Answer by Bart Loews:
The tricky thing with some of these things is that there often isn't one true cause, it could be any number of things.
The study you read was probably pointing out the fact that most of the content of sweat is water and not electrolytes.
As it relates to cramping, they may have determined that (not SALT loss) but electrolyte loss may not be the sole cause of it. In reality, a lack of electrolytes can cause some muscle spasms, and it's not a bad thing to make sure you have enough electrolytes., . Calcium and potassium are electrolytes just like sodium (sodium is not necessarily salt).
The other crazy part about this is that sport drinks that claim electrolytes now-a-days don't have much in the way of electrolytes and more in the way of sugar. They do have a lot of sodium, but they also have potassium and chloride, other electrolytes. You're better off generally just drinking water and getting your electrolytes in balance before you perform.
It's funny that you'd ask this question when it's not entirely true. Electrolyte imbalance CAN cause cramps, but it's obviously not the only cause. Heat cramps ARE best treated with saline drips, rest and stretching. [This article in particular highlights most of what I'm talking about] [ ]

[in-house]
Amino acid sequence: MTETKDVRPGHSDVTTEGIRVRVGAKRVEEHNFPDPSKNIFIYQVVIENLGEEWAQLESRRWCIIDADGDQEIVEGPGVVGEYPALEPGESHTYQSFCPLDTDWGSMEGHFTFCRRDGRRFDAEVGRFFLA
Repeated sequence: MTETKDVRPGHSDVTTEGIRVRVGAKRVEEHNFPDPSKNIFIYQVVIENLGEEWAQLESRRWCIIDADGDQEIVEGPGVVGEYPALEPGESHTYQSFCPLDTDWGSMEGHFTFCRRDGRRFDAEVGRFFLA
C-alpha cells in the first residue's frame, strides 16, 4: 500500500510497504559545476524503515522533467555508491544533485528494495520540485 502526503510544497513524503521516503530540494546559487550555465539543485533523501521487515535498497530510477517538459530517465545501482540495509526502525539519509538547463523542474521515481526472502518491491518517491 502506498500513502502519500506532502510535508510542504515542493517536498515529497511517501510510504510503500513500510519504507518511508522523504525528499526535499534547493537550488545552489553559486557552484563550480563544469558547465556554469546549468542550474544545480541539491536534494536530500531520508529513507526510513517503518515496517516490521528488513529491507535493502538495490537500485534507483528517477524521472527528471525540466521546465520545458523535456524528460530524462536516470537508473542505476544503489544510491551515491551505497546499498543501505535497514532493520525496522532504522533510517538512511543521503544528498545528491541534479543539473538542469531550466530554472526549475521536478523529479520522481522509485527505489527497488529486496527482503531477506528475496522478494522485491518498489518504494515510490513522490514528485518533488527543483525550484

The biggest exercise "general ignorance" I can think of is an example of this:
That your body is a simple machine that works like a mechanical machine. The truth is the body is extremely complicated and each input can do different things. Your body grows and adapts to the stimulus you provide it. Most of the exercise fads and diet fads you read about make a lot of sense on paper but don't stand up to rigor.
If you feed your body a particular way: say you give it testosterone injections. Your body realizes it's getting more testosterone than it thinks it needs. Your testes shrink and stop making it naturally. You've become dependent on the drug. In other cases, your body becomes accustomed to the drug and it becomes less effective, like with caffeine.
With any health study you need to understand what is being reported, not just the headline. Understand the methodology and understand how the methodology could fail. When they say that "this doesn't do this", they usually don't take a microscope and see what's actually happening, they apply the stimulus to an experimental group and see if it works. If it does, winner! If not, try something else.
On a lighter note:
- You lose 90% of your warmth through your head
- You only use 10% of your brain
- Sit ups are good for you
- You need to take something to "detoxify" your body
- You can exercise your face
- Steady state cardio is all you need
- 7 minutes is all you need to get ripped
- HIIT is the only thing anyone needs.
- You will get taller by playing basketball (correlation-causation issues)
- There is only one exercise you need to do